The role, structure and staffing would be up to the member-communities involved. Depending on the priorities and capacity of the membership, program funding may provide access to professional personnel such as a coordinator, fisheries manager, biologist or technologist, as well as administrative staff. This may also include support for office space, computer and liaison-related expenses. The program is designed to support the creation of new bodies or the enhancement of existing structures where appropriate.
It should be noted that the AAROM program in general would not fund projects. AAROM focuses instead on sharing expertise among member-communities in a cost-effective manner, and facilitation of Aboriginal participation in aquatic resources and oceans management processes through capacity development.
It is important to bear in mind that program funding constraints as set out in the 2003 federal budget would limit the number of Aboriginal aquatic management bodies supported under the program and the scope of their activities. As a result, it is anticipated that the program would provide for only a limited number of common management structures in the first few years.
Such support is not intended to replace the vital and essential relationship between DFO and Aboriginal groups - but to strengthen and complement it for practical and mutual benefit. Accordingly, DFO would continue to respect its existing obligations to individual member-communities under AAROM.
Aboriginal Fishery Officers (AFOs)
One of the functions of a proposed aquatic management body could be the engagement of Aboriginal Fishery Officers. AFOs could be employees of Fisheries and Oceans Canada or the Aboriginal aquatic management body, depending on whether a proper command and control structure is in place. In either case, they would undergo the same training and exercise the same enforcement authorities as DFO fishery officers, and would be assigned to the participating member-communities. Specific roles, functions and reporting relationships would be outlined in arrangements between DFO and the AAROM body. It should be noted that proposed programming may only support the training and hiring of a limited number of AFOs.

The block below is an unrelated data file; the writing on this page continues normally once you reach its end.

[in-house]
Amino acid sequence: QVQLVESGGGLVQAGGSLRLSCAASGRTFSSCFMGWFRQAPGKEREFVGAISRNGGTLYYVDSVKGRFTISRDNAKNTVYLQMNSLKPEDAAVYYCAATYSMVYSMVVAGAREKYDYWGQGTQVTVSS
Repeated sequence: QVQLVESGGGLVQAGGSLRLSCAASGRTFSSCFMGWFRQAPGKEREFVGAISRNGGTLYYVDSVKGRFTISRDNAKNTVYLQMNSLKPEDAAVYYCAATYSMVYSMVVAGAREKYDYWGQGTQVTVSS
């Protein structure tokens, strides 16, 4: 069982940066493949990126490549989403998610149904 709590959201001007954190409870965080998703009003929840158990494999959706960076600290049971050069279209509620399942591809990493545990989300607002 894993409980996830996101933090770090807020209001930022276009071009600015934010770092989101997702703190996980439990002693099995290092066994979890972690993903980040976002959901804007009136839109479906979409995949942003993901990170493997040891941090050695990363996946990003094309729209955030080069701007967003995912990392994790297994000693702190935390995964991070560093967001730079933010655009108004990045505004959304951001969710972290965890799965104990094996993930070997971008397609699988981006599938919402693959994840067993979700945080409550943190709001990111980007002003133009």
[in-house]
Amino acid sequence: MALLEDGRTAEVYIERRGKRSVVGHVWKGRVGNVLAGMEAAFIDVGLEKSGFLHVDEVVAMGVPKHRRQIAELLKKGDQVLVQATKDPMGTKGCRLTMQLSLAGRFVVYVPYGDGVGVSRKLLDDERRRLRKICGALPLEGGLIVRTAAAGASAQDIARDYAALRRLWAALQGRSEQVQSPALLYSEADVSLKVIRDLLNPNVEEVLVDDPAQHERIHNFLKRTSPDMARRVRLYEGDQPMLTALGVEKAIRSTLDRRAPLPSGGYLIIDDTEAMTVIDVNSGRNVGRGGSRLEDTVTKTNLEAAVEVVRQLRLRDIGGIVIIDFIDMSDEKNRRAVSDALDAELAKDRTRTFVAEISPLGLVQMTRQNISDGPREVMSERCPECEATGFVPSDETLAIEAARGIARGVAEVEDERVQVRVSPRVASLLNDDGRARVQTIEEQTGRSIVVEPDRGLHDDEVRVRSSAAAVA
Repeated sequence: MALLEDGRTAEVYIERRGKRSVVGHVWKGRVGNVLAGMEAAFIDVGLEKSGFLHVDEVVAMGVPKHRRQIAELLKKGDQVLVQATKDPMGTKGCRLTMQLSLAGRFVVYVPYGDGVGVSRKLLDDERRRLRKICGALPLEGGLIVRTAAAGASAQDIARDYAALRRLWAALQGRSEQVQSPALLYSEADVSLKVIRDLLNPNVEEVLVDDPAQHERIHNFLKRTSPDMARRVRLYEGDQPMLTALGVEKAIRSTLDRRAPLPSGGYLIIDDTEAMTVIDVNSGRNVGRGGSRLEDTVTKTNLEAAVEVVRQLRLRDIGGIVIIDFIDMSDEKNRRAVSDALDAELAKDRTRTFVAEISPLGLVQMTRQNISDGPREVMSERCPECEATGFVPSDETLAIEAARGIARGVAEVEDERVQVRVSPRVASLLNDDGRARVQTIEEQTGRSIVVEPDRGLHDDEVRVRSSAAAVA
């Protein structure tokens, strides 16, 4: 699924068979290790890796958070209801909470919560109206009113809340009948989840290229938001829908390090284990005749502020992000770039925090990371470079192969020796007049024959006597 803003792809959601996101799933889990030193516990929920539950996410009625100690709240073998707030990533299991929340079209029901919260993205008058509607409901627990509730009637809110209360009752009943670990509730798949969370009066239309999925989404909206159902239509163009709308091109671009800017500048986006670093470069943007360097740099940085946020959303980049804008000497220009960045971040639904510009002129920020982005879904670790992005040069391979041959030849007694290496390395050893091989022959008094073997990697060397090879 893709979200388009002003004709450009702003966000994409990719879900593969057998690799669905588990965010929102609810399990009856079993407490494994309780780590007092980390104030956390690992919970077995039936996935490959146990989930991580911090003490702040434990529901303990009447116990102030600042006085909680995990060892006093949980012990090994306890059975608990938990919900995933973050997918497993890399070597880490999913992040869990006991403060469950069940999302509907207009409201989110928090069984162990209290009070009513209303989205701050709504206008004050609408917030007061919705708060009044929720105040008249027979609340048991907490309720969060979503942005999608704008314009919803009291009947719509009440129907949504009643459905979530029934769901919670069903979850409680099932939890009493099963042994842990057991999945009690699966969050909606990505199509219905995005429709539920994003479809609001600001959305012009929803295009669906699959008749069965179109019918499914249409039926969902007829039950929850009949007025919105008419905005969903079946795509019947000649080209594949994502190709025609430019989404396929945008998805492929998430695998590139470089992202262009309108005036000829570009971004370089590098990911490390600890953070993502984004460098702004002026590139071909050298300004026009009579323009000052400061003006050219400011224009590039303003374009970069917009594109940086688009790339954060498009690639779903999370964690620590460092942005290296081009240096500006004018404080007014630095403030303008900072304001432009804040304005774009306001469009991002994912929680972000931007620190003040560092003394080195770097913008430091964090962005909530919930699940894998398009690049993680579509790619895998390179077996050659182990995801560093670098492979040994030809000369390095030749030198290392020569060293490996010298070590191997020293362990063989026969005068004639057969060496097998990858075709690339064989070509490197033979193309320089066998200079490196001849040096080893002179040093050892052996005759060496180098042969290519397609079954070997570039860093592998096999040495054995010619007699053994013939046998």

To be eligible for programming support, a number of criteria would need to be met. For example, there would need to be a demonstrated commitment to establish an aquatic management body serving a number of Aboriginal communities situated, to the extent possible, along a watershed or ecosystem, that would operate independently of day-to-day political influence, and that would possess open and transparent reporting mechanisms to member-communities.
Preference would be given to Aboriginal communities with sound business and resource management planning and practices, a record of complying with DFO reporting requirements, and a commitment to the core principles of conservation and sustainable development. Applications for funding would also be considered on the basis of need.
Building Aboriginal capacity in aquatic resource management
Capacity-building funding could be made available to assist Aboriginal communities unable to meet the above programming criteria. This is part of a flexible approach that recognizes that Aboriginal groups are at different stages of capacity development and have different priorities. Funding may be provided, for example, to assist in the development of sound business and resource planning practices or in the design of a preliminary feasibility study as part of an AAROM funding submission.